I was wondering in an area of space where there arent enough planets around it to suck an object in with gravity, does the object just float there? And if it does just float there will other objects eventually gravitate to it or pick it up eventually? This is a question I've asked a few of my physics and science teachers a few times, but none of them have really answered it very clearly in my opinion. Tell me if my question is unclear.

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    $\begingroup$ What answers did you get from your teachers? What was not clear about them? It would be pointless for us to repeat the same answers. $\endgroup$ – sammy gerbil Mar 21 '18 at 18:26
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    $\begingroup$ Gravity has an infinite range, in the Newtonian model. The effects of gravity can be predicted by a sum of vectors. In other words, between planets and stars, a mass will always experience pulls from everything around it. How the mass moves depends on how close it is to each planet or star. $\endgroup$ – Bill N Mar 21 '18 at 20:16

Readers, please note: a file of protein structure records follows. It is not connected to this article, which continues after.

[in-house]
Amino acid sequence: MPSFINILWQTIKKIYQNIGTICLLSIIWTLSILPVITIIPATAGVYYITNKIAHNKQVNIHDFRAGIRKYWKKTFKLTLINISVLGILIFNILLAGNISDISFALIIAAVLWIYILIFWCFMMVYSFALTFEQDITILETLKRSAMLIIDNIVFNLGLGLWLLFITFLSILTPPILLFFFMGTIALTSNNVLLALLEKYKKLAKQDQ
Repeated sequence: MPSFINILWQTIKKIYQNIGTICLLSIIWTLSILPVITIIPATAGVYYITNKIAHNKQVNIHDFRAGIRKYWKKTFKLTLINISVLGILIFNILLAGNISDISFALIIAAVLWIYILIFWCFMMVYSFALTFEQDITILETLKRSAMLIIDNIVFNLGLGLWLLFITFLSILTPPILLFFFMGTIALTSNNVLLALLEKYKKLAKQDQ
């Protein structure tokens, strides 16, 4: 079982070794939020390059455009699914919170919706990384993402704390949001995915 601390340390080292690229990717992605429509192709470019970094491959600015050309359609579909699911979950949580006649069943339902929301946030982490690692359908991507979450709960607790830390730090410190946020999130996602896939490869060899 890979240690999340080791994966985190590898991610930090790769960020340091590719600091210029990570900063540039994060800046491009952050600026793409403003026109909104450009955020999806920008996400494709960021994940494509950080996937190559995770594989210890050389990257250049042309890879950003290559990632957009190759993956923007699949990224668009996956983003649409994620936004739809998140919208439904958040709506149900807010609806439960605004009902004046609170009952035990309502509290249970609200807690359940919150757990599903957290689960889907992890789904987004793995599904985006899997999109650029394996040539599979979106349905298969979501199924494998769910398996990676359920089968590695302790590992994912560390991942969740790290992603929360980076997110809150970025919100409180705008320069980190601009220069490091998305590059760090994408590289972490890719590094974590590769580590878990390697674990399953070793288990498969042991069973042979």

• $\begingroup$ look up "Lagrange points" on wikipedia. $\endgroup$ – niels nielsen Mar 22 '18 at 2:52

If an object is not close enough to a planet to orbit a planet, it will orbit the Sun.

If an object is not close enough to the Sun (or another star) to orbit it, it will orbit the centre of the Galaxy.

If an object is somewhere in intergalactic space, it will take a very long time before it goes anywhere.

The proper word for "close enough" is the Hill sphere or the Sphere of influence.


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